Section 58 makes it an offence to collect or make a record of information of a kind likely to be useful to a person committing or preparing an act of terrorism, or to possess a document or record containing information of that kind. The maximum sentence in respect of s58 is 15 years' imprisonment.

Read more about Collecting Information (S.58 TA 2000)

Section 2 makes it an offence to distribute a terrorist publication with the intention of encouraging acts of terrorism. A terrorist publication is one which could be useful to a person in the commission or preparation of acts of terror, and the maximum sentence in respect of this offence is 15 years' imprisonment.

Read more about Dissemination of terrorist publications (S.2 TA 2006)

The Counter-Terrorism and Border Security Act 2019 updates existing counter-terrorism legislation to ensure that it is fit for the digital age and reflect contemporary patterns of radicalisation. 
Some of the main provisions:

  • Section 1 extends the offence of inviting support for a proscribed organisation in section 12 of the Terrorism Act 2000 to cover expressions of support that are reckless as to whether they will encourage others to support the organisation;
  • Section 2 clarifies that the existing offence in section 13 of the Terrorism Act 2000 of displaying in a public place an image which arouses reasonable suspicion that the person is a member or supporter of a proscribed organisation, covers the display of images online (including of a photograph taken in a private place);
  • Section 3 updates the offence in section 58 of the Terrorism Act 2000 of obtaining information likely to be useful to a terrorist to cover terrorist material that is just viewed or streamed over the internet, rather than downloaded to form a permanent record;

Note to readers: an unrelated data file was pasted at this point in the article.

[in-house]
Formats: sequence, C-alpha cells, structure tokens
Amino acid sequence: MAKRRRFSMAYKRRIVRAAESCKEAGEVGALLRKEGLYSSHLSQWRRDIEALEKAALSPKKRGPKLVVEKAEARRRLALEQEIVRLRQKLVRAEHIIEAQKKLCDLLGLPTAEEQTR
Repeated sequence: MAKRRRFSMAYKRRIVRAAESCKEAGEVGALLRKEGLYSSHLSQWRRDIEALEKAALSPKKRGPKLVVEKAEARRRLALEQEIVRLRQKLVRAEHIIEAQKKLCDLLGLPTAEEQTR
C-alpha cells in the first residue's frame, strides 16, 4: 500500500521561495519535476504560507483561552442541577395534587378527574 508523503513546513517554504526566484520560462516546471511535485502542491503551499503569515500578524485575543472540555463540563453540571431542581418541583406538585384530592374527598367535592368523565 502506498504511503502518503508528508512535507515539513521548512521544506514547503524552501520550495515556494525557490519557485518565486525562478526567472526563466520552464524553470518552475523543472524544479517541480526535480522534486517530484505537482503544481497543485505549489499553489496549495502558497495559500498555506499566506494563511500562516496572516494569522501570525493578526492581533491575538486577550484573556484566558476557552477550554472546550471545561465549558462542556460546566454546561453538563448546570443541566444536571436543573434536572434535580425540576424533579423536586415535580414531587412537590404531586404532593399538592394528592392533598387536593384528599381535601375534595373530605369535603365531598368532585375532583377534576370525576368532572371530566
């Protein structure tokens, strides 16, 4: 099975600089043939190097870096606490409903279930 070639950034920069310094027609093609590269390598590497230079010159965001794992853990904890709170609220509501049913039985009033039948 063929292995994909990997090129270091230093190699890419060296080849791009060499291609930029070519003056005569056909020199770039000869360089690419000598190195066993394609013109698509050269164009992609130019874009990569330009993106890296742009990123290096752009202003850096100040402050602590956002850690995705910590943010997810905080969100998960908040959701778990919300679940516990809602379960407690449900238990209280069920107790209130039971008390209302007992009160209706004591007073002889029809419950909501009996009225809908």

• Section 4 provides for a new offence of entering or remaining in an area outside the United Kingdom that has been designated in regulations by the Secretary of State in order to protect the public from a risk of terrorism;
  • Section 6 confers extra-territorial jurisdiction on a number of further offences to ensure that individuals abroad can be prosecuted for having encouraged or carried out acts of terror overseas;
  • Section 7 increases to 15 years’ imprisonment the maximum penalty for certain preparatory terrorism offences; and
  • Section 18 amends the Terrorism Act 2000 so that the pre-charge detention clock can be paused when a detained person is transferred from police custody to hospital.

Further information about the provisions in the Act can be found on GOV.UK.

The Counter-Terrorism and Sentencing Act (2021) ends the prospect of early release for anyone convicted of a serious terror offence and forces them to spend their whole term in jail. The most dangerous offenders – such as those found guilty of preparing or carrying out acts of terrorism where lives were lost or at risk – now face a minimum of 14 years in prison and up to 25 years on licence, with stricter supervision. Key measures include: